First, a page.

Thursday, March 31, 2011

Sokol's Greed

An executive of Berkshire Hathaway, David Sokol, a contender to succeed Warren Buffett himself, has resigned. He denies that his resignation had anything to do with his purchasing for his own account $10 million of stock in Lubrizol, when he knew it was or was soon to be considered by Buffett as a possible BH acquisition.

BH did, indeed, purchase Lubrizol, and it made Sokol over $3 million in profit on the stock he had earlier purchased.

Greed not only blinds, but it also leads one to think that everyone else is simply stupid, as Sokol states that his resignation had nothing to do with the Lubrizol matter.

Think about it, Sokol's fortune was already large enough that he could invest $10 million in a single stock position. Yet his greed led to his betrayal of a decent man, Warren Buffett, his employer BH, and the shareholders of BH who had supported him for 10 years. It defrauded the people or institutions from whom he bought his $10 million stock. It embarrasses his family and friends. It takes Sokol off track for much greater fortune and fame, as the possible head of BH. Finally, it exposes him to civil penalties and even criminal prosecution. (Compare the matter involving Martha Stewart, who went to prison on a very thin "insider trading" case for an amount of profit that is, in comparison to Sokol's profit, chump change. CORRECTION: Stewart went to prison for lying about what she did to investigators, not for doing what she did.)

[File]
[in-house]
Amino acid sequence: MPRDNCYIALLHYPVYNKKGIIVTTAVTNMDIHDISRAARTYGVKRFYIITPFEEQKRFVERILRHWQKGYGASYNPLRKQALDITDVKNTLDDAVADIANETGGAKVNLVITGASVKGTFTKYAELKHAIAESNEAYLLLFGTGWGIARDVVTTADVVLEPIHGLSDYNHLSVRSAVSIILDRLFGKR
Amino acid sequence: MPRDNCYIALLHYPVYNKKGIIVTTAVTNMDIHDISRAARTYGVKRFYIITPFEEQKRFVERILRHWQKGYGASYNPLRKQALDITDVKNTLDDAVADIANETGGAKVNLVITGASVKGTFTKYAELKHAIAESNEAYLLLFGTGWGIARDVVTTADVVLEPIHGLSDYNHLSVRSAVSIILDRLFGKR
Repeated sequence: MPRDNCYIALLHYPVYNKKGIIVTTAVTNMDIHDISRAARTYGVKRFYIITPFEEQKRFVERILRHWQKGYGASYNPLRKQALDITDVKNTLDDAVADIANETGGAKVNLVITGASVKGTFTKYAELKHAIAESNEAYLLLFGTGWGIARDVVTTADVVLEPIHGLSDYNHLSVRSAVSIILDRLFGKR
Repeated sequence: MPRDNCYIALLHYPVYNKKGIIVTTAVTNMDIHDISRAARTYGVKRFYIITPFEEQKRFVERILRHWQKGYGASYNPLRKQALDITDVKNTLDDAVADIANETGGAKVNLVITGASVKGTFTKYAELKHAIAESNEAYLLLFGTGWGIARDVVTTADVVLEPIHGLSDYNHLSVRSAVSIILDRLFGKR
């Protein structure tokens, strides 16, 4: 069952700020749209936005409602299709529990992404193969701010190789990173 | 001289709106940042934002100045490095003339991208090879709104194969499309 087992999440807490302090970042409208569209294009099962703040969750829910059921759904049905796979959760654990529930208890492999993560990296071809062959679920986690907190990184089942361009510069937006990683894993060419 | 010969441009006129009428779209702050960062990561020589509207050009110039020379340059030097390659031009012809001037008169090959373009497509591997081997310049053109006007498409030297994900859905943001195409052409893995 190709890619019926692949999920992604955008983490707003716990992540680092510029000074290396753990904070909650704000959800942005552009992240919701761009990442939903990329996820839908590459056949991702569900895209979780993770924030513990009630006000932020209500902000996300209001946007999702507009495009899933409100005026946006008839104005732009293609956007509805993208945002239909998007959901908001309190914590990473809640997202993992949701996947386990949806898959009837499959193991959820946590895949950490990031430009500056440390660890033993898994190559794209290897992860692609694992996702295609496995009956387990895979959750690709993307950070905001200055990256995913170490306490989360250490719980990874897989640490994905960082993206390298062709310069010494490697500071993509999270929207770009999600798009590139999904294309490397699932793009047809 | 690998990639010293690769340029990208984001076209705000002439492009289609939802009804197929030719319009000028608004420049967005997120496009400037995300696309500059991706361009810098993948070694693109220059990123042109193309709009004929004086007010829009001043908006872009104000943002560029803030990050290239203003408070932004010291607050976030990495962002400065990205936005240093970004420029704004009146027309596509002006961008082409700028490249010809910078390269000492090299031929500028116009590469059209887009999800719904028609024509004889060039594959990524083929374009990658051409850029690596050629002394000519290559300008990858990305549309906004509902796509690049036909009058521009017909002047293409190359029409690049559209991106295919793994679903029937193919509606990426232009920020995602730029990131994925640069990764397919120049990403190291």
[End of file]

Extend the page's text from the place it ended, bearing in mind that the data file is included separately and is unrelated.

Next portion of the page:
What a story.

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